Turkmenistan Supports Ukraine’s Sovereignty

 
 

Late last month, a bit of post-Soviet news fluttered under the radar, drowned out by Russian moves in Syria and U.S. officials hopping through Central Asian capitals. Last week, Ukrainian President Petro Poroshenko met with Turkmenistani President Gurbanguly Berdymukhamedov in Ashgabat. The two ex-Soviet nations have long enjoyed warm relations, largely on the back of Turkmenistan’s hydrocarbon trade. The head-of-state meeting last month illustrated that little has changed. The summit saw mutual assurances of gratitude and respect, with Poroshenko and Berdymukhamedov also pushing closer trade relations and the former pledging a return to Turkmenistan next year to tighten potential deals.

But commercial interests aside, the most notable result of the meeting may have little to do with gas. According to a report from Agence France-Presse, Turkmenistan expressed formal support for Ukraine’s sovereignty and territorial integrity. “We are grateful for the principled position of Turkmenistan’s support for the sovereignty, territorial integrity and independence of Ukraine,” Poroshenko said.

To date, Turkmenistan had remained mum in the 20 months following Russia’s incursion into southern Ukraine. While Kyrgyzstan and Kazakhstan recognized the Crimean “referendum” to join Russia – although Astana later backpedaled, and now claims support similar support for Ukrainian “territorial integrity” – Ashgabat had kept its silence on the matter, wary of unnecessarily provoking Moscow. But no longer. Nearly two years after the Euromaidan protests first began rocking Ukraine in late 2013, Turkmenistan has tossed its rhetoric behind Kyiv.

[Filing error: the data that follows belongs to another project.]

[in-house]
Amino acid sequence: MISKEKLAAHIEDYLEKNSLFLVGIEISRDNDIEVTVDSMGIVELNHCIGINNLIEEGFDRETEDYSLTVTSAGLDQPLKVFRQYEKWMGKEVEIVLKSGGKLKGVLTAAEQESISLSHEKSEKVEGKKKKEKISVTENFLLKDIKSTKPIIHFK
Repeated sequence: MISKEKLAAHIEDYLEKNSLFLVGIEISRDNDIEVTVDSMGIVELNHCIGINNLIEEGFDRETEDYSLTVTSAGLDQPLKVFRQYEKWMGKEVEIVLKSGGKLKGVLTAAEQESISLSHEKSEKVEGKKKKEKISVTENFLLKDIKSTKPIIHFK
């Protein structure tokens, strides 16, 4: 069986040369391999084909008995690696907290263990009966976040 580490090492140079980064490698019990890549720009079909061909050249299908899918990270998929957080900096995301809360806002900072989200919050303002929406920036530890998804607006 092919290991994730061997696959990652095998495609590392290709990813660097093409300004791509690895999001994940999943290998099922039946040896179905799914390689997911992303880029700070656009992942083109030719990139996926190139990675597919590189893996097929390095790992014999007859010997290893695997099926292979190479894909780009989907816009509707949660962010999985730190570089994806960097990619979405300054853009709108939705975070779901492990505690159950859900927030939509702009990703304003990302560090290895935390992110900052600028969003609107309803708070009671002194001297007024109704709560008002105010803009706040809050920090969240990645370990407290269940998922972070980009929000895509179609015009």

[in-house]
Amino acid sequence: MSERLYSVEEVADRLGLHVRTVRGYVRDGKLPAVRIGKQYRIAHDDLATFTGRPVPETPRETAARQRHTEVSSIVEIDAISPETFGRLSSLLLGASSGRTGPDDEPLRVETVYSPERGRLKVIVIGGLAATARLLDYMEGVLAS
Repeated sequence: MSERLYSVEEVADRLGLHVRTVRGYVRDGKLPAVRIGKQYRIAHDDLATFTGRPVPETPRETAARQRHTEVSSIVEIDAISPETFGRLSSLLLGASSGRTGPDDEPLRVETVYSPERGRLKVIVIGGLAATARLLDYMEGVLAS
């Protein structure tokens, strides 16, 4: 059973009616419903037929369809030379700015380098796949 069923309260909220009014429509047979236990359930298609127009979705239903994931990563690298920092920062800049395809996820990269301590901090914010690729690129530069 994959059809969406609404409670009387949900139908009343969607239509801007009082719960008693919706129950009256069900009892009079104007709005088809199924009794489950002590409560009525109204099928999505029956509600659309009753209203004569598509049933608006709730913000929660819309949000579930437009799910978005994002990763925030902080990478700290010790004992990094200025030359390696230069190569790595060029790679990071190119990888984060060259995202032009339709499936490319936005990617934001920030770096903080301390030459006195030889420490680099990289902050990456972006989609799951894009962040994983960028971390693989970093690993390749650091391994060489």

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The move in late October may come as initially surprising, but when viewed in light of recent developments, it makes that much more sense. First, the Turkmenistani economy’s tailspin shows no signs of slowing – hence, the outreach for new clients. Second, Russia recently unveiled a Caspian militarism the sea that has never seen in the post-Soviet period, effectively quashing any momentum behind a trans-Caspian pipeline, to Turkmenistan’s detriment. And third, Russia-Turkmenistan relations are further chilled by a drop-off in gas trade, with Moscow’s import of Ashgabat’s gas continuing its precipitous decline. A few months after Turkmenistan publicly slammed Gazprom for failing to pay its debts – and six years after a pipeline explosion, potentially with Russian backing, rocked Russian-Turkmenistani ties – relations between the two remain frosty.

As such, these factors came to a head with Poroshenko’s visit. Instead of the bastion of neutrality Turkmenistan has long presented, Ashgabat suddenly thrust itself into Eurasia’s greatest territorial flashpoint. How – or if – Russia responds will be something to watch.

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